Designing galleries to accommodate specific treasures from the collection, such Violet Oakley’s monumental murals, stained glass by Nicola d’Ascenzo, and large-scale work by Elaine Kurtz;
Re-engineering and enhancing the museum’s landscape, adding accessibility, pervious parking, paths, benches and lighting while adhering to the Wissahickon Watershed principles of environmental preservation;
Restoring historic elements of the landscape, including converting a former stable, known locally as “the ruins,” into an education space; and
Creating a world-class, experiential outdoor sculpture garden.

“Woodmere is a beautiful museum located in the green, natural environment of Chestnut Hill,” says William R. Valerio, the Patricia Van Burgh Allison Director and CEO of Woodmere Art Museum. “We’re looking for a plan that makes Woodmere a Philadelphia destination and allows for the fullest pursuit of our mission to tell the stories of Philadelphia’s art and artists.”

Carefully selected from a large pool of applicants, Baird, whose firm Matthew Baird Architects is based in New York, was selected for his deep understanding of and respect for Chestnut Hill’s architectural history; his previous experience working with museums; and his enthusiasm to work hand-in-hand with members of the community.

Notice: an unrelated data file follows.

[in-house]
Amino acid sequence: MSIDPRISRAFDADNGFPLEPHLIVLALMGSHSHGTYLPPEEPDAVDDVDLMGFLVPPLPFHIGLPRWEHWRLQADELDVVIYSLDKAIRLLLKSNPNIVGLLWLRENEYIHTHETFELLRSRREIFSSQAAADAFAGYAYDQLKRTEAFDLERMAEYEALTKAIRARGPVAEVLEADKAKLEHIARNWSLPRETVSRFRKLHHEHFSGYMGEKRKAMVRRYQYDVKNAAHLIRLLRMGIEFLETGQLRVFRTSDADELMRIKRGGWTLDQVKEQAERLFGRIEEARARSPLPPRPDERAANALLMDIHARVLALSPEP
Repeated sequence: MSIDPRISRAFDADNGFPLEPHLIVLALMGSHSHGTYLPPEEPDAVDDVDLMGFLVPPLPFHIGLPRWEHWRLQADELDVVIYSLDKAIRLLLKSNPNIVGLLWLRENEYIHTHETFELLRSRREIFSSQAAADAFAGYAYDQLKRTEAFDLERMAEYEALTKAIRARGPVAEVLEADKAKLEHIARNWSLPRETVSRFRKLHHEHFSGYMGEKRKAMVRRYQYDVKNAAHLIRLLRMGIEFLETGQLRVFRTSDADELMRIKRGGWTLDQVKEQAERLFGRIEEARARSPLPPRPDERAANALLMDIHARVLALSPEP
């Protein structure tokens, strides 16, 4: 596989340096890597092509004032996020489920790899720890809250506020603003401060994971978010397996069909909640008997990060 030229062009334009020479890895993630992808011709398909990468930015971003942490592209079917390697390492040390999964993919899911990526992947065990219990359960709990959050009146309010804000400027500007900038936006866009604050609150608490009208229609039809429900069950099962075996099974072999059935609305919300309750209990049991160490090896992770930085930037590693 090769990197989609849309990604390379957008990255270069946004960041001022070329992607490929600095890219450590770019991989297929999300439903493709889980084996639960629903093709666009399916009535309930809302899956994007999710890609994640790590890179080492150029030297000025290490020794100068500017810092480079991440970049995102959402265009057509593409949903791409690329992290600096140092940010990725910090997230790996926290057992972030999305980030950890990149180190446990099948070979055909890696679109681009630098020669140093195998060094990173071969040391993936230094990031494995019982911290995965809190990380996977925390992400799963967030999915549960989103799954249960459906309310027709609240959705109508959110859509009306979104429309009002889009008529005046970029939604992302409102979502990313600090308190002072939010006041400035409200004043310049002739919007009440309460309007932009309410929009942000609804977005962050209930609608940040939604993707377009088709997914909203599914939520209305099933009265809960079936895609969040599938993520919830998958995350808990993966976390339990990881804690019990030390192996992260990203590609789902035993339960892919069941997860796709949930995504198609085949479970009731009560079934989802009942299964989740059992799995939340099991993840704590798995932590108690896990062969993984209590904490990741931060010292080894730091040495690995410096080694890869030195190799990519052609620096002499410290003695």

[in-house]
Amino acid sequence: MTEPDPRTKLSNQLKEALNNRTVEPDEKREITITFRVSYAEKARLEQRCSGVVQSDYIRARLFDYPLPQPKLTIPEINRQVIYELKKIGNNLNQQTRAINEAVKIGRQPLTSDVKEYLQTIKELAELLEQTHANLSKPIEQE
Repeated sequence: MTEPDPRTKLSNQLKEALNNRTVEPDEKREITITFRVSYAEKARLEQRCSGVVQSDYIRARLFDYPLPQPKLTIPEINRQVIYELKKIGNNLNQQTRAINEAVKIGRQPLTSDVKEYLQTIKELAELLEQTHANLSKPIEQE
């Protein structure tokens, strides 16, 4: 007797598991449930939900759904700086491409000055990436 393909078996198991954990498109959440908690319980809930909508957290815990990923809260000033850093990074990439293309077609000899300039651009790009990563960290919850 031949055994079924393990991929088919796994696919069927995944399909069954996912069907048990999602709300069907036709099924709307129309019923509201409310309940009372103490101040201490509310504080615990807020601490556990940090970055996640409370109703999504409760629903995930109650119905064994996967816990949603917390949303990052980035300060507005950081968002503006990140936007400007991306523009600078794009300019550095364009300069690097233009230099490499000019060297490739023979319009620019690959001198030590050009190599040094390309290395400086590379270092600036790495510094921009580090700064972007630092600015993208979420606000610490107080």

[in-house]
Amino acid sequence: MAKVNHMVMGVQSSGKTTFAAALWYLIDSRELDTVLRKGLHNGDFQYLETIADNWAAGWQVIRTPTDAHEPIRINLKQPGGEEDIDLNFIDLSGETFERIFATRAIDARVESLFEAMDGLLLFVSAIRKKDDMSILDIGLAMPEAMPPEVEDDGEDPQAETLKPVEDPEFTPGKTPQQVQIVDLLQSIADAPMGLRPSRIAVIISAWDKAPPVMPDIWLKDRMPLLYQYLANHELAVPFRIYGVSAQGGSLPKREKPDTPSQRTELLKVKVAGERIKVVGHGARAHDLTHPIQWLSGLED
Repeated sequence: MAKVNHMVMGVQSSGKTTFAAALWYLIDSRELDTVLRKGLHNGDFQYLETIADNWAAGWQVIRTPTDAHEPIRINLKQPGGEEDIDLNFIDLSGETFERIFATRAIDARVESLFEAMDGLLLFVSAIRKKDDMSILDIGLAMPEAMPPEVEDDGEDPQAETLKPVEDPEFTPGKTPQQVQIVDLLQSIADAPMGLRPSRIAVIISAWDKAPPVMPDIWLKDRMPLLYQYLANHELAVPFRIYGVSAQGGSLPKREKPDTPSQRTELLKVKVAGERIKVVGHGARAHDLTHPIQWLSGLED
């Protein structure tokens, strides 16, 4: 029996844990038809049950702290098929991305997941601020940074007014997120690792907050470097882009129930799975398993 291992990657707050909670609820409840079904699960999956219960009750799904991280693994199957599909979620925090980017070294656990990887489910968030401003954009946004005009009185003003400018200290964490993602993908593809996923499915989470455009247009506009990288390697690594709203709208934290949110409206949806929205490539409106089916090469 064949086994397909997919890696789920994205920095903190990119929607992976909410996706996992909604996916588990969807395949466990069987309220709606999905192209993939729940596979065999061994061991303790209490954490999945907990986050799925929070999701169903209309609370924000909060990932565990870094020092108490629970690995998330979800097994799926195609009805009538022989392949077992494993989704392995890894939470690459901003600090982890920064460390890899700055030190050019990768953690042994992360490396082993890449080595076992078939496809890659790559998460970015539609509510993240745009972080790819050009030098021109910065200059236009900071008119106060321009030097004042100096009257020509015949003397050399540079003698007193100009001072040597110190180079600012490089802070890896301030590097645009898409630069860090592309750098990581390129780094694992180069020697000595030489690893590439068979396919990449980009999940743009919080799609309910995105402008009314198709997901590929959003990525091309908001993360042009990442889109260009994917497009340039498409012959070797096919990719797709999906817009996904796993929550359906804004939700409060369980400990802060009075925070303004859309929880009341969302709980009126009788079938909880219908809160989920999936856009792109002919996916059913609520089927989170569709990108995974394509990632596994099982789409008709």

“We are thrilled to be selected as the architects for Woodmere’s master plan,” Baird says. “At this moment in the city’s profound expansion of art institutions and museums, it is exciting to re-cast the house museum of Charles Knox Smith as a vibrant new center for Philadelphia art. As we pursue this historic endeavor, we will make sure to preserve the compelling intimacy of engaging with art at a domestic scale.”


Matthew Baird moved to Laverock as a boy in 1976, where his family lived until 1993. He received his undergraduate degree in Architecture from Princeton University in 1987 and his Master of Architecture degree from Columbia University in 1992. Prior to receiving his professional degree, he worked as an intern in the offices of Mitchell Giurgola, Michael Graves, Jacobs Wyper, Richard Meier, Barton Myers, and Antoine Predock. Upon completion of his graduate studies Mr. Baird joined the studio of Tod Williams Billie Tsien & Associates, where for 10 years he collaborated as an Associate Architect on a range of museum, academic and residential projects. His tenure at TWBTA culminated with serving as Project Architect for the new American Folk Art Museum, which opened to critical acclaim December 11, 2001. After completing the museum, he left Tod Williams Billie Tsien & Associates and founded Matthew Baird Architects.